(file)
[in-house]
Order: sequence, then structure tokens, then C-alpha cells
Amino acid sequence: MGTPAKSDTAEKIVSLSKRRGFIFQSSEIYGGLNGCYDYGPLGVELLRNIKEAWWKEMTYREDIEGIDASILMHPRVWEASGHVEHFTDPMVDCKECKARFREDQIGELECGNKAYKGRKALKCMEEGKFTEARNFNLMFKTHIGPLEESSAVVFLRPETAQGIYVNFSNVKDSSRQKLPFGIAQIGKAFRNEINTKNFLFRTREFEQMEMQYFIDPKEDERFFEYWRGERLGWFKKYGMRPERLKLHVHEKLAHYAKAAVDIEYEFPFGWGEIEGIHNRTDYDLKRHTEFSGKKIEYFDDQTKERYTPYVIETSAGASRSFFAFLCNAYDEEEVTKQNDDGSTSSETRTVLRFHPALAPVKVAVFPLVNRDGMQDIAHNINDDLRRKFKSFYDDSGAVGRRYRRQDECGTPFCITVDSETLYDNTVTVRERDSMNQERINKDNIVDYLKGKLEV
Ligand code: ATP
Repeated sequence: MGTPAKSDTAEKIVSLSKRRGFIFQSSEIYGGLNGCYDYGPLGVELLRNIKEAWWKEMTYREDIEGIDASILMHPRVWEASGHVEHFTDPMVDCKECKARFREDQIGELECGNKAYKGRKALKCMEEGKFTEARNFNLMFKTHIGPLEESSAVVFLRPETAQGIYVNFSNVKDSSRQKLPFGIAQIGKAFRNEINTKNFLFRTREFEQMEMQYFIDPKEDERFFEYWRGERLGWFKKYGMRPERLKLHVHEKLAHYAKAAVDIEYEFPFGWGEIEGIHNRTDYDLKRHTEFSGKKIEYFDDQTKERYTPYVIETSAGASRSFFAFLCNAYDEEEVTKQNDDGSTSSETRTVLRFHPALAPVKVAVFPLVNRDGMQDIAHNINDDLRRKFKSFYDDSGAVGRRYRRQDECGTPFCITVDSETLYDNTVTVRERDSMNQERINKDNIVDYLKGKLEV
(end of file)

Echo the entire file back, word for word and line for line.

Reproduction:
[in-house]
Order: sequence, then structure tokens, then C-alpha cells
Amino acid sequence: MGTPAKSDTAEKIVSLSKRRGFIFQSSEIYGGLNGCYDYGPLGVELLRNIKEAWWKEMTYREDIEGIDASILMHPRVWEASGHVEHFTDPMVDCKECKARFREDQIGELECGNKAYKGRKALKCMEEGKFTEARNFNLMFKTHIGPLEESSAVVFLRPETAQGIYVNFSNVKDSSRQKLPFGIAQIGKAFRNEINTKNFLFRTREFEQMEMQYFIDPKEDERFFEYWRGERLGWFKKYGMRPERLKLHVHEKLAHYAKAAVDIEYEFPFGWGEIEGIHNRTDYDLKRHTEFSGKKIEYFDDQTKERYTPYVIETSAGASRSFFAFLCNAYDEEEVTKQNDDGSTSSETRTVLRFHPALAPVKVAVFPLVNRDGMQDIAHNINDDLRRKFKSFYDDSGAVGRRYRRQDECGTPFCITVDSETLYDNTVTVRERDSMNQERINKDNIVDYLKGKLEV
Ligand code: ATP
Repeated sequence: MGTPAKSDTAEKIVSLSKRRGFIFQSSEIYGGLNGCYDYGPLGVELLRNIKEAWWKEMTYREDIEGIDASILMHPRVWEASGHVEHFTDPMVDCKECKARFREDQIGELECGNKAYKGRKALKCMEEGKFTEARNFNLMFKTHIGPLEESSAVVFLRPETAQGIYVNFSNVKDSSRQKLPFGIAQIGKAFRNEINTKNFLFRTREFEQMEMQYFIDPKEDERFFEYWRGERLGWFKKYGMRPERLKLHVHEKLAHYAKAAVDIEYEFPFGWGEIEGIHNRTDYDLKRHTEFSGKKIEYFDDQTKERYTPYVIETSAGASRSFFAFLCNAYDEEEVTKQNDDGSTSSETRTVLRFHPALAPVKVAVFPLVNRDGMQDIAHNINDDLRRKFKSFYDDSGAVGRRYRRQDECGTPFCITVDSETLYDNTVTVRERDSMNQERINKDNIVDYLKGKLEV